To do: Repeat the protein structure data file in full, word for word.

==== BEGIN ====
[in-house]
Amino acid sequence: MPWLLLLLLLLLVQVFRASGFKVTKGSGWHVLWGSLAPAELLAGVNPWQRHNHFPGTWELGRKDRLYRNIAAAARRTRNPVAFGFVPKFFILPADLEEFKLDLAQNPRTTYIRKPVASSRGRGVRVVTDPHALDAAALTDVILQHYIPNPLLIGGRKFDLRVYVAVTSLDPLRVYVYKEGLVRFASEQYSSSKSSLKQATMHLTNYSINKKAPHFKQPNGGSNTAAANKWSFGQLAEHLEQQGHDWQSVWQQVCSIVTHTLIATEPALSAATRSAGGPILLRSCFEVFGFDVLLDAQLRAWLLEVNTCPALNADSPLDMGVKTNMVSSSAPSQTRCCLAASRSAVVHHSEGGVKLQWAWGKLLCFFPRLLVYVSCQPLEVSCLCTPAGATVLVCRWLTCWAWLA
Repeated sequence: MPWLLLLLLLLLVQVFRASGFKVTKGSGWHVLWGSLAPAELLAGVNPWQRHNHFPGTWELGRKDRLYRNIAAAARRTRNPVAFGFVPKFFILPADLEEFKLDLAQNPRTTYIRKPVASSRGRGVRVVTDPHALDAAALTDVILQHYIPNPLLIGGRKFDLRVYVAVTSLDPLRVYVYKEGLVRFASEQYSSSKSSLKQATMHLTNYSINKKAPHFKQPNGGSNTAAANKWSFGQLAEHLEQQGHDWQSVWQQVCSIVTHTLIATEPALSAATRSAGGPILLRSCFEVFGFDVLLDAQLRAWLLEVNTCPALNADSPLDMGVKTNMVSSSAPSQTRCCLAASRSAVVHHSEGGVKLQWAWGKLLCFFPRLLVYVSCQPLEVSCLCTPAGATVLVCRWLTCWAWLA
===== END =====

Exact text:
[in-house]
Amino acid sequence: MPWLLLLLLLLLVQVFRASGFKVTKGSGWHVLWGSLAPAELLAGVNPWQRHNHFPGTWELGRKDRLYRNIAAAARRTRNPVAFGFVPKFFILPADLEEFKLDLAQNPRTTYIRKPVASSRGRGVRVVTDPHALDAAALTDVILQHYIPNPLLIGGRKFDLRVYVAVTSLDPLRVYVYKEGLVRFASEQYSSSKSSLKQATMHLTNYSINKKAPHFKQPNGGSNTAAANKWSFGQLAEHLEQQGHDWQSVWQQVCSIVTHTLIATEPALSAATRSAGGPILLRSCFEVFGFDVLLDAQLRAWLLEVNTCPALNADSPLDMGVKTNMVSSSAPSQTRCCLAASRSAVVHHSEGGVKLQWAWGKLLCFFPRLLVYVSCQPLEVSCLCTPAGATVLVCRWLTCWAWLA
Repeated sequence: MPWLLLLLLLLLVQVFRASGFKVTKGSGWHVLWGSLAPAELLAGVNPWQRHNHFPGTWELGRKDRLYRNIAAAARRTRNPVAFGFVPKFFILPADLEEFKLDLAQNPRTTYIRKPVASSRGRGVRVVTDPHALDAAALTDVILQHYIPNPLLIGGRKFDLRVYVAVTSLDPLRVYVYKEGLVRFASEQYSSSKSSLKQATMHLTNYSINKKAPHFKQPNGGSNTAAANKWSFGQLAEHLEQQGHDWQSVWQQVCSIVTHTLIATEPALSAATRSAGGPILLRSCFEVFGFDVLLDAQLRAWLLEVNTCPALNADSPLDMGVKTNMVSSSAPSQTRCCLAASRSAVVHHSEGGVKLQWAWGKLLCFFPRLLVYVSCQPLEVSCLCTPAGATVLVCRWLTCWAWLA